Future springs may arrive three weeks earlier across the US

Credits: Kiwihug via Unsplash, cropped
Branch with leaf buds covered in ice
Mon, Dec 07, 2015

In a nutshell

The earlier springs seen in recent decades, particularly in the Northeast and Great Lakes regions, may become a permanent change. Researchers at the University of Wisconsin – Madison predict that by the end of this century, spring will appear approximately three weeks earlier across the continental U.S. Even larger shifts of up to a month are likely across the Great Plains and mountainous regions of the Western U.S. False springs, or the return of freezing temperatures after initial spring growth in plants, are also likely to increase in the Great Plains and portions of the Midwest.

What is special about this study?

This study used models of leaf out and flowering, called the Spring Indices, to predict changes in the start of spring. The Spring Indices were constructed using observations of cloned lilac and honeysuckle phenology, hosted in the USA-NPN’s National Phenology Database, and provide a useful general model of plant phenology for native and agricultural plants. The authors incorporated newly available climate projections using daily data into these models to see how plants across the U.S. might respond through the year 2100.

What does this mean for YOU?

A longer growing season might have benefits such as greater uptake of carbon dioxide by plants, reducing the amount of atmospheric carbon that can contribute to global warming. However, earlier leaf and flower emergence also has drawbacks. A permanent shift in the start of spring may lead to mismatches in interactions between plants that are able to shift their timing and animals that cannot. Disrupted plant and pollinator interactions may be detrimental to animal populations and the plants themselves.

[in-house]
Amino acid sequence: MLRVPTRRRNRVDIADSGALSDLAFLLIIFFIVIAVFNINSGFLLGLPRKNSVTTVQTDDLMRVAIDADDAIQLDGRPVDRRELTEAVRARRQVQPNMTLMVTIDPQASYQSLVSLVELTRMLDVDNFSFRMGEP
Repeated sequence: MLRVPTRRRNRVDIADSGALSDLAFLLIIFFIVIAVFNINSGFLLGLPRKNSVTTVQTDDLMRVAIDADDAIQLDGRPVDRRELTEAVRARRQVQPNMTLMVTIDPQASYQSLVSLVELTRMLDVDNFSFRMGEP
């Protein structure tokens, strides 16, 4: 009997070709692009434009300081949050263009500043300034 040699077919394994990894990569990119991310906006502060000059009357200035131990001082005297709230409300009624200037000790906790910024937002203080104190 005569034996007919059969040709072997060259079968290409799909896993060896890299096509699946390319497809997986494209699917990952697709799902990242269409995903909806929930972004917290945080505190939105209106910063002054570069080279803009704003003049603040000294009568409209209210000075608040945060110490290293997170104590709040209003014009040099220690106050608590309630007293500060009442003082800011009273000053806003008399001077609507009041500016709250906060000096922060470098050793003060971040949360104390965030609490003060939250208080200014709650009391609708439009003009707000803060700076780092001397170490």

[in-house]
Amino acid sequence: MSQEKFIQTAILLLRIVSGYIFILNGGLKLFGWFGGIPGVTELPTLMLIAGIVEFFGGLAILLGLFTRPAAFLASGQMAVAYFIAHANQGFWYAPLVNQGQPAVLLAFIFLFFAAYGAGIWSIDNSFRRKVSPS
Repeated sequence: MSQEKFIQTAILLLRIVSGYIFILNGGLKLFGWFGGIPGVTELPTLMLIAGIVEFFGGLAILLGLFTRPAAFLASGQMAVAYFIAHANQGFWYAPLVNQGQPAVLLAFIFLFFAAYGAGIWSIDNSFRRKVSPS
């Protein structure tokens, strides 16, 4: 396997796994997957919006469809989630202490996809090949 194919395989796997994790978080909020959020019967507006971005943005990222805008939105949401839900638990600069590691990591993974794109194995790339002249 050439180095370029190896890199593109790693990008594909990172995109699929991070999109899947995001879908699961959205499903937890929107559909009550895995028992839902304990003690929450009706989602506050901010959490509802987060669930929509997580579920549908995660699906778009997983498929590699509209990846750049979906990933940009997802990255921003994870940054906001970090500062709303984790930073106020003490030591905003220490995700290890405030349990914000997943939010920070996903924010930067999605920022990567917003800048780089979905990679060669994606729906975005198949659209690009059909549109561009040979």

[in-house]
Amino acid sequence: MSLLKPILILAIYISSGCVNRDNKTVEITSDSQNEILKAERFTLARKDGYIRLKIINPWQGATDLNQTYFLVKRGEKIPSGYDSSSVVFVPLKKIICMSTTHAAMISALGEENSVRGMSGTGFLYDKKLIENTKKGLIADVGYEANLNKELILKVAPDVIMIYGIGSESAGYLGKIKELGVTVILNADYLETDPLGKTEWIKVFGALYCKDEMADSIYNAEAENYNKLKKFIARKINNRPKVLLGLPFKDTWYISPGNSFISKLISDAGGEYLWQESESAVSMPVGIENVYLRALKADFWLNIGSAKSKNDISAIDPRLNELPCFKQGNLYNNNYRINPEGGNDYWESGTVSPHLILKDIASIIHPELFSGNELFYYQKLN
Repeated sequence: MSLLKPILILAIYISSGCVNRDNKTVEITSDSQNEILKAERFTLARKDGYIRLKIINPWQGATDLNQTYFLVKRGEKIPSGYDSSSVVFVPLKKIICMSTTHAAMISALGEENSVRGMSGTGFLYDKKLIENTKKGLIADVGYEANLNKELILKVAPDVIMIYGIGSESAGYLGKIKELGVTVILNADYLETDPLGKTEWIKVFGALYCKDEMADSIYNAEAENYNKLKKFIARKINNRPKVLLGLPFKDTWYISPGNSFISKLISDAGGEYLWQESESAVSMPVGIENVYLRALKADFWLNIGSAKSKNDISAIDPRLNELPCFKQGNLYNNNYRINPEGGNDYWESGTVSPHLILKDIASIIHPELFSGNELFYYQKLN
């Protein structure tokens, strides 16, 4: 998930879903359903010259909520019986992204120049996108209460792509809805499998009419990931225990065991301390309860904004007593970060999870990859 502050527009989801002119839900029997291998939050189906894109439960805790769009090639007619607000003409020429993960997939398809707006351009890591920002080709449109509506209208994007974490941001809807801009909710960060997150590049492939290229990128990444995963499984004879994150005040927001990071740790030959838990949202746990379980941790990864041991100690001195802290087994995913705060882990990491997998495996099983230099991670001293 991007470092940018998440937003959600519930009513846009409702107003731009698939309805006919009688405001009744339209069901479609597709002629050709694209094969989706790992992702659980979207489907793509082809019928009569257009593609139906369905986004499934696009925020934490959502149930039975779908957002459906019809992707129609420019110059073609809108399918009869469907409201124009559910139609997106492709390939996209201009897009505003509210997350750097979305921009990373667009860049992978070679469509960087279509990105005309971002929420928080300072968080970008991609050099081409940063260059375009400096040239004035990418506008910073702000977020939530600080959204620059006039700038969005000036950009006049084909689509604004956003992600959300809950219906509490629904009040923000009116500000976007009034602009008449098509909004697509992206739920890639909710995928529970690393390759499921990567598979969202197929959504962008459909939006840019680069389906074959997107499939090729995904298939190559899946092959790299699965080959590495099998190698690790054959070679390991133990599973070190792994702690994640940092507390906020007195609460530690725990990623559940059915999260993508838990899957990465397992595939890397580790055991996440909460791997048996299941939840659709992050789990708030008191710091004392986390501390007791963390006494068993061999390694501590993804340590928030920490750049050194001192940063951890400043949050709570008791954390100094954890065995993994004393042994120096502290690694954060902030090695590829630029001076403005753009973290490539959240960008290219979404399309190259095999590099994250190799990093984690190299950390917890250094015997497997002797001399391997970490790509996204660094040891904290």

This study also predicts false springs will increase especially in the Great Plains and Midwest, which are important regions for agricultural production. False springs, which cause plants to put leaves and flowers on early but then expose these tissues to damaging frosts, have resulted in extensive crop damage in recent years. The false spring of 2012 resulted in $500 million in damages to fruit and vegetables in Michigan alone. The loss in plant productivity from false springs is also detrimental to animal populations.

Citation:  Allstadt, A.J., Vavrus, S.J., Heglund, P.J., Pidgeon, A.M., Thogmartin, W.E., Radeloff, V.C. 2015 Spring plant phenology and false springs in the conterminous US during the 21st century. Environmental Research Letters.